Child of mine

March 24, 2007

I don’t always understand my eldest daughter. She seems haphazard and disorganised. Yet, she is self contained and expresses a wry sense of humor when you least expect it. She generally talks non-stop, and I occasionally find myself tuning out, especially if she is in one of her nutty moods, or recounting a bizarre dream (these recounts usually go on for ages). She is and always has been very creative. She is now quite well known at school for her drawings and sculpture.

Over summer, when my sister was visiting us at our beach house, we were sitting casually around the kitchen table. Some of the kids were drawing, some were listening in to our conversation and we were all drinking Chai. My sister was talking, when K added a comment of her own. Even though I had heard her, I hadn’t been tuned into what she had said. There was a lot of action around the table and I had been more tuned in to my sister. But it was my sister who stopped and did a double take. She paused in what she was saying to direct her attention to K. That was really funny She said.

It was only when my sister drew attention to what K had said that I took it in. We all laughed then. What she had said was astute and hilarious. I wondered how many of these moments I had let pass over my head. I felt internally grateful to my sister for directing my attention to my daughter at that moment.

I worry about K. She does her own thing mostly and she is cynical about joining clubs and societies at her school. I don’t understand her attitude because I generally enjoy the social thing. I worry that she should be extending herself more and broadening her freindship circles. If she decides she doesn’t see the point of a subject at school, she refuses to study for tests and gets average to above average marks anyway. But this I don’t understand either.
Why wouldn’t you want to do your best? I have been known to ask her.
Can’t be bothered. Is the generally unsatisfying reply I get to that style of question.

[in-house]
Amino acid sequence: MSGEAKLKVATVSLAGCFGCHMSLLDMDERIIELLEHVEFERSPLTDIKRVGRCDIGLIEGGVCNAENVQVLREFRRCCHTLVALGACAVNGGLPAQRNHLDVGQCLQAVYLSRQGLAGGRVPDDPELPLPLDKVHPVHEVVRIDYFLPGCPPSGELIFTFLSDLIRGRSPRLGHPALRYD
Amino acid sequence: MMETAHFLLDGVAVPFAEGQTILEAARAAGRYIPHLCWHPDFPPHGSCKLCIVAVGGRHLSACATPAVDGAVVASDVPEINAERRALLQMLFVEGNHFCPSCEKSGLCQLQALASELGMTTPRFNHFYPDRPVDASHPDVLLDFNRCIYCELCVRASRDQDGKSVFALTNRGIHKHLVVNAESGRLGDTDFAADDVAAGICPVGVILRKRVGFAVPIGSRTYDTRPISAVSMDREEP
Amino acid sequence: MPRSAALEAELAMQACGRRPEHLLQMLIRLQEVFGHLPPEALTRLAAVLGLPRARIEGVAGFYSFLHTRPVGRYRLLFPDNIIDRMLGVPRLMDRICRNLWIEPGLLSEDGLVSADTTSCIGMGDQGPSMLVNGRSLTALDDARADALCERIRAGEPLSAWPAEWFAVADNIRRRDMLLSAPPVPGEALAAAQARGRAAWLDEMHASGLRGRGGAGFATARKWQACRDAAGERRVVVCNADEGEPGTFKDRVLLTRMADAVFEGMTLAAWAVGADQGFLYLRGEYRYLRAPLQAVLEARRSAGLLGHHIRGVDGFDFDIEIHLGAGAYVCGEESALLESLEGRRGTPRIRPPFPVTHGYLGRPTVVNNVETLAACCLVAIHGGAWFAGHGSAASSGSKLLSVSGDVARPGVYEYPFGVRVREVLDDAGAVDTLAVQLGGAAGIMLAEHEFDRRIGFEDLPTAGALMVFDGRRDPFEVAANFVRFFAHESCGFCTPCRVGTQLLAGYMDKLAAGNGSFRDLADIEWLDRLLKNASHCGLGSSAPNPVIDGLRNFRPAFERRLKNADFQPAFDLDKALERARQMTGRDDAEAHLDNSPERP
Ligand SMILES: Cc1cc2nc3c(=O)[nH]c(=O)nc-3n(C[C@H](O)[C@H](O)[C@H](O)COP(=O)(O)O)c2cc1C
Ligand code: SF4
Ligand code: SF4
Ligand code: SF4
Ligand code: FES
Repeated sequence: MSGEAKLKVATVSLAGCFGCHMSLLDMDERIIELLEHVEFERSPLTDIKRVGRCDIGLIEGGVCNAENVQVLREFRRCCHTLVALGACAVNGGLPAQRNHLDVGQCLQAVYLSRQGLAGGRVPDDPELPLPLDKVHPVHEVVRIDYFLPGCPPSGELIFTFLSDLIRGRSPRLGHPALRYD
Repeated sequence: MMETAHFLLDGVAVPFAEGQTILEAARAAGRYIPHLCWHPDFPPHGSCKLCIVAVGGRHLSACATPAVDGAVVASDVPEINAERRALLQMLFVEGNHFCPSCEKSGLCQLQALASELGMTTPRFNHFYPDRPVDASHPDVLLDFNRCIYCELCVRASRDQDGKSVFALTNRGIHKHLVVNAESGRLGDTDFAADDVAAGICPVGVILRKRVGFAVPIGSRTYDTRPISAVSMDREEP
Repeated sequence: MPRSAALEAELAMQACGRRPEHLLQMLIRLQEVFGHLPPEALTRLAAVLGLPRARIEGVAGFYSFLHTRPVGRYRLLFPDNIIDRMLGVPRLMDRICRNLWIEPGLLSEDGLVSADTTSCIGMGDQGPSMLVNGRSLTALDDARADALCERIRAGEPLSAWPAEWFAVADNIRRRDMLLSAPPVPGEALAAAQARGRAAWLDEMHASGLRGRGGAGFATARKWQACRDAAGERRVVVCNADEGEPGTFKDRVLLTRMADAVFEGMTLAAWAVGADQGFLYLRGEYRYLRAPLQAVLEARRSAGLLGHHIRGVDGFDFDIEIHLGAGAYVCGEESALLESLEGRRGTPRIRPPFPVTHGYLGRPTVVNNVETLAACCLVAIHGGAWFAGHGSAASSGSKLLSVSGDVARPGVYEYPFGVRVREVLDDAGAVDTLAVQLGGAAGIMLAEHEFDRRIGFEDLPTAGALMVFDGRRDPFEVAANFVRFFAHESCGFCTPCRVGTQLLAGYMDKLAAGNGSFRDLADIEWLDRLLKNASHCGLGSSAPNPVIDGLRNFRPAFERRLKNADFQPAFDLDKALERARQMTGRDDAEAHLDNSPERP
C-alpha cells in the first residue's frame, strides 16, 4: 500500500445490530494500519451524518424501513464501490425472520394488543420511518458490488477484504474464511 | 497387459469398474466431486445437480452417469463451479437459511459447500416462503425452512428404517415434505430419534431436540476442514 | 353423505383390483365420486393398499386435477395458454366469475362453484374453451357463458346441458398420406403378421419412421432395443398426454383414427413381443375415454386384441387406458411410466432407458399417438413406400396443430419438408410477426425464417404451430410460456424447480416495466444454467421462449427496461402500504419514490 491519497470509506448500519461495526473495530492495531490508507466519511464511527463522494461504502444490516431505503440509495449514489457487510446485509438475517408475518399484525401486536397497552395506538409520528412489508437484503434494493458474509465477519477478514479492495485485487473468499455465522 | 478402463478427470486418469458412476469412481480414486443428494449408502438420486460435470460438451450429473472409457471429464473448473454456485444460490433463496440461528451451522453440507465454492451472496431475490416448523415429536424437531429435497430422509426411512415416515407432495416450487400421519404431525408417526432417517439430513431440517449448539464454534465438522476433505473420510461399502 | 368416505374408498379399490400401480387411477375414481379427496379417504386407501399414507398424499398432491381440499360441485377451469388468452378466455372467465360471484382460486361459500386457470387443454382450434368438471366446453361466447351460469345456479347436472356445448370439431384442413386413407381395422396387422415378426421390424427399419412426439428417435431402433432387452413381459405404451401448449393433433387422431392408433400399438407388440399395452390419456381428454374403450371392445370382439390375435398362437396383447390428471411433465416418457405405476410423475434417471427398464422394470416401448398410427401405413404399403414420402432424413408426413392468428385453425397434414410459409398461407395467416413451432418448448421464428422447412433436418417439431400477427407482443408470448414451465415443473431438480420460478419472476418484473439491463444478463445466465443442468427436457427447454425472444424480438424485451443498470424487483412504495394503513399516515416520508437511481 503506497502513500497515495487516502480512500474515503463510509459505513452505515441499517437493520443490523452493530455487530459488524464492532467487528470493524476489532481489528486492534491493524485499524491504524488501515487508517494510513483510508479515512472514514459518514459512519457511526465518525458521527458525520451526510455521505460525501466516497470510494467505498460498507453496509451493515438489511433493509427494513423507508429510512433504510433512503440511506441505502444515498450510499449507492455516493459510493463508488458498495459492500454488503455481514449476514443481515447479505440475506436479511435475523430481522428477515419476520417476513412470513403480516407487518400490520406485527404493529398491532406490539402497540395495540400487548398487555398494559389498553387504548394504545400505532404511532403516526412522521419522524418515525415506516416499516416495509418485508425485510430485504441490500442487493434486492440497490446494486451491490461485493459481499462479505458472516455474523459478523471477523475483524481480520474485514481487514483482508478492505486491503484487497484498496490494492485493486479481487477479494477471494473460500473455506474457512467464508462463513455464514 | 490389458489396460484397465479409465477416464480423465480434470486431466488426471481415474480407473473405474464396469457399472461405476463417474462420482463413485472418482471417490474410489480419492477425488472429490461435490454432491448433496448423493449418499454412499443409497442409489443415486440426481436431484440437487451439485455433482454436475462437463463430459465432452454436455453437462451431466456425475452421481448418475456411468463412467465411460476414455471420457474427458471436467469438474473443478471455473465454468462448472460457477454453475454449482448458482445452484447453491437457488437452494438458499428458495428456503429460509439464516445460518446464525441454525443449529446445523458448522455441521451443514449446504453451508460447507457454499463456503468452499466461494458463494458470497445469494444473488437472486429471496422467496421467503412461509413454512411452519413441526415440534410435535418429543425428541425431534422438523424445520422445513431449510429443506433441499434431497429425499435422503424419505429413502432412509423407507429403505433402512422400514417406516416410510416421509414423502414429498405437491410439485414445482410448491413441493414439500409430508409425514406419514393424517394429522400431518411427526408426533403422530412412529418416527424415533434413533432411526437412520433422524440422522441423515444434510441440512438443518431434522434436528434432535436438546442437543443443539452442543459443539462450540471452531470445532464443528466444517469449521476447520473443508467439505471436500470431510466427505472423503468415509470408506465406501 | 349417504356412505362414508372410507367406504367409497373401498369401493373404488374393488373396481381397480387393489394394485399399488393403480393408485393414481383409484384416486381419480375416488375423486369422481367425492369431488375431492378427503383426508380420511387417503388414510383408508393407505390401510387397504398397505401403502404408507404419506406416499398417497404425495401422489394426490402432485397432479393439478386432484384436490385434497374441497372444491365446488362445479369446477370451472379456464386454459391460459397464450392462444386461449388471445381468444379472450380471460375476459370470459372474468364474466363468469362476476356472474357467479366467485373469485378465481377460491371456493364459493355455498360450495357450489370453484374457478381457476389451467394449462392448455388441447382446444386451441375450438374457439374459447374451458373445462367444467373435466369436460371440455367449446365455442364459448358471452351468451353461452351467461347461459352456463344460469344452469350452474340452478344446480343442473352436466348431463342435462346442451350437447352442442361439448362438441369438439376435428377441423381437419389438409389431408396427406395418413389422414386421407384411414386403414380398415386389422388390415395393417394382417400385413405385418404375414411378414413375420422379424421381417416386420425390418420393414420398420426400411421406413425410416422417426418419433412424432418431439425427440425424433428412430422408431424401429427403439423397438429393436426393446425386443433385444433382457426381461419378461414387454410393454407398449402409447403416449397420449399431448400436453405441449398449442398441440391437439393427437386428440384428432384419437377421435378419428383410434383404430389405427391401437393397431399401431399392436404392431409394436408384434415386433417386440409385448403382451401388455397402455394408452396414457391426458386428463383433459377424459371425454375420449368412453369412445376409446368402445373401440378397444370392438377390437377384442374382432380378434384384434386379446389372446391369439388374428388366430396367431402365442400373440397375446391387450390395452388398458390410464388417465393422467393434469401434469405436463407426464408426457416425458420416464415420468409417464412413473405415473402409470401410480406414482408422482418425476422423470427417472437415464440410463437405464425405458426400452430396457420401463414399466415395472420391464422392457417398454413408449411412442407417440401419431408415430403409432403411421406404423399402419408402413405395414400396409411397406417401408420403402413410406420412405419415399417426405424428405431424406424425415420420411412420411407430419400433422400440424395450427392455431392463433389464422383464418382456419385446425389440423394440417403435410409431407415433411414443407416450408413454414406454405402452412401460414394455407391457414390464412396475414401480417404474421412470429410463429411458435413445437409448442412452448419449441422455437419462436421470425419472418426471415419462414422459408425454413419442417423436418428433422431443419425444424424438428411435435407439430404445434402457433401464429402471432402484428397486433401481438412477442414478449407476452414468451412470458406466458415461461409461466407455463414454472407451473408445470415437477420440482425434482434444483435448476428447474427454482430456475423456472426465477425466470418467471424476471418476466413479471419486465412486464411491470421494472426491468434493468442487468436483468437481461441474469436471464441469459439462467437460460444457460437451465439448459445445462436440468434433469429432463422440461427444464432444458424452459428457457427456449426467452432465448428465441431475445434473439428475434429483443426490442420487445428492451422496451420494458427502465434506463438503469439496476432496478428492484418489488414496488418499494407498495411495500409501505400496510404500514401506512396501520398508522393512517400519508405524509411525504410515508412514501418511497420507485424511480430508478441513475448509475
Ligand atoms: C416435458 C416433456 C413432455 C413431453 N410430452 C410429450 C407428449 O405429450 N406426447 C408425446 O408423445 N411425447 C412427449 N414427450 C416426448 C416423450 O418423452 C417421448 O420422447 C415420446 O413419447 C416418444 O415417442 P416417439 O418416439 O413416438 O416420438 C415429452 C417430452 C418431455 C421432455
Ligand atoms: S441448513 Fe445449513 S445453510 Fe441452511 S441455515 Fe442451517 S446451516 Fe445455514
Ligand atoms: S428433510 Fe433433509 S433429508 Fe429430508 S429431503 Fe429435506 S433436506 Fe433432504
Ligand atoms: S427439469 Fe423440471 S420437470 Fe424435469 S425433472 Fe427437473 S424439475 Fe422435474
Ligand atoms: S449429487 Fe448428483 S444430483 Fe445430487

Last Wednesday K announced to me: Mum, I got 18/20 for my text response in English. Would you like me to read it to you?
Yes, I’d love to hear it. Go get it!

K finds her school bag and fossicks around for awhile, Oh, I forgot to bring it home.
Maybe tomorrow then? I say.

Two days later (yesterday) she finally remembered to bring it home. I had been out at a meeting that afternoon and arrived home at around ten that night. She had been waiting up for me in her room. When she heard me come in she came down to the study in her nightie – a loose Tshirt style of thing that I had sewn for her. She looked so grown up, but so cute to me because she was wearing something I had made for her. She had her story in her hand and asked if I wanted her to read it now, or whether it was too late for me. 
It could wait until tomorrow if you’re too tired
she said.
No, I want to hear it now. I’ve been looking forward to it.

So we closed the study doors and each took a chair at adjascent desks. I spun around to look at her and she tucked her legs up onto the chair and began to read. It took my breath away. Her story was sensitive and beautifully written. She had cleverly incorporated the line that the test question had demanded and had crafted an engaging piece of fiction. I realised that she had a gift for writing. I felt awed and proud in overwhelming proportions. Here she was, a child of mine, but an individual I could not always understand, an individual I don’t always know how to be for, but at the same time an inspiring individual, with gifts beyond anything her father or I can imagine.

She handed me the paper and I read the teachers comments, which echoed my reactions of awe and delight. As I read the last line of the teacher’s remarks, K commented over my shoulder:
Yeah, too many spelling mistakes. If I could spell, the teacher said I would have got full marks.


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